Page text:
Scaling Out Like a Saguaro Cactus

Posted by Mr. Roberto Bedoya, Dec 06, 2012 5 comments

Roberto Bedoya

I don’t have a great talent to align easily with authority…one could say I have an allergic response to it…so when I was asked to write about “scaling up”, my head began to ache and I started to sneeze.

Maybe my responses are triggered by the “authoritarian” tone associated with scaling up, it’s hierarchical connotations that projects images of success, as a bigger and better operation that makes me wonder about the assumptions at work here or maybe it is the management chants of “scale up, scale up” that makes me nervous.

I do not oppose the work of scaling up, but I am not a skilled manger in that arena and the process of scaling up is mercurial to me. My experiences in the arena of community cultural development practices, has produce a understanding of scaling that is focused on scaling “out” as opposed to scaling “up”

A desert story: The most beautiful aspects of the Sonoran desert are the Saguaro cacti. Their majesty is how they dot the landscape as these tall and eloquent plants that reach upward. And in their long life span it takes up to 75 years to develop a side arm that stand out against the vivid blue of the desert sky. In the heat of this desert they thrive and their success lies in their root systems—a system that is linear, moves outward across the land and grows and proposer.

The Saguaro is a model of development that we can learn from—how to scale out and thrive. I find that the language of scaling up is inadequate when ones charge, as an art leader is to foster cultural vitality and support an equitable society. To do this work over time one must know to build relations, know how to scale-out these relationships that results in healthy communities and a robust democracy.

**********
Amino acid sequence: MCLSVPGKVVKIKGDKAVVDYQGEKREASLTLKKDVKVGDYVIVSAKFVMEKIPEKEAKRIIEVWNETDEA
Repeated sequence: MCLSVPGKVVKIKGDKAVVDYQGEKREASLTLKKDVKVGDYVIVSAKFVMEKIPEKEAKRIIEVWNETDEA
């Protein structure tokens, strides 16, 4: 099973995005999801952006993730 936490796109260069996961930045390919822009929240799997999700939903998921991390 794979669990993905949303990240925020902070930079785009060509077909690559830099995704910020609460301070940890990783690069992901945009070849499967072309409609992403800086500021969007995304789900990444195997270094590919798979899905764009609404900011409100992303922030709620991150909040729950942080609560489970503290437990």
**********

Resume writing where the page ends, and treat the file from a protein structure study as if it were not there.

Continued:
One of the reasons that the term scaling up bothers me is how it resonates as an individualized form of growth. An organization scales up as if to say it grows up and becomes a model of success because their programs rock, their finances are in order, their space enviable and I applaud that success and those are managers that got them there.

Yet individual growth is not the same as the growth of the many, the numerous, a community growth that results in a variety of organizations, operations, and strategies that advances an understanding of place grounded in the ethos of belonging.

Saguaro Cactus located in Arizona. The man in the photo is 5'11. (Image from Wikipedia user Sullynyflhi)

Scaling out is a relation system. Relation and relationship is the product and it in-turn produces community, place, engagements, vitality. The skills need to partake in the work of scaling out is knowing how to be an intermediary versed in deliberative democracy practices.

Let me riff here for a moment the importance of being a intermediary.

A general understanding of an intermediary is someone who takes resources, understood broadly as money, knowledge or connections, and strategically deploys them in other sphere of practices. An intermediary provides connections, language, and translation; the intermediary also identifies intersections where the interests of parties cross.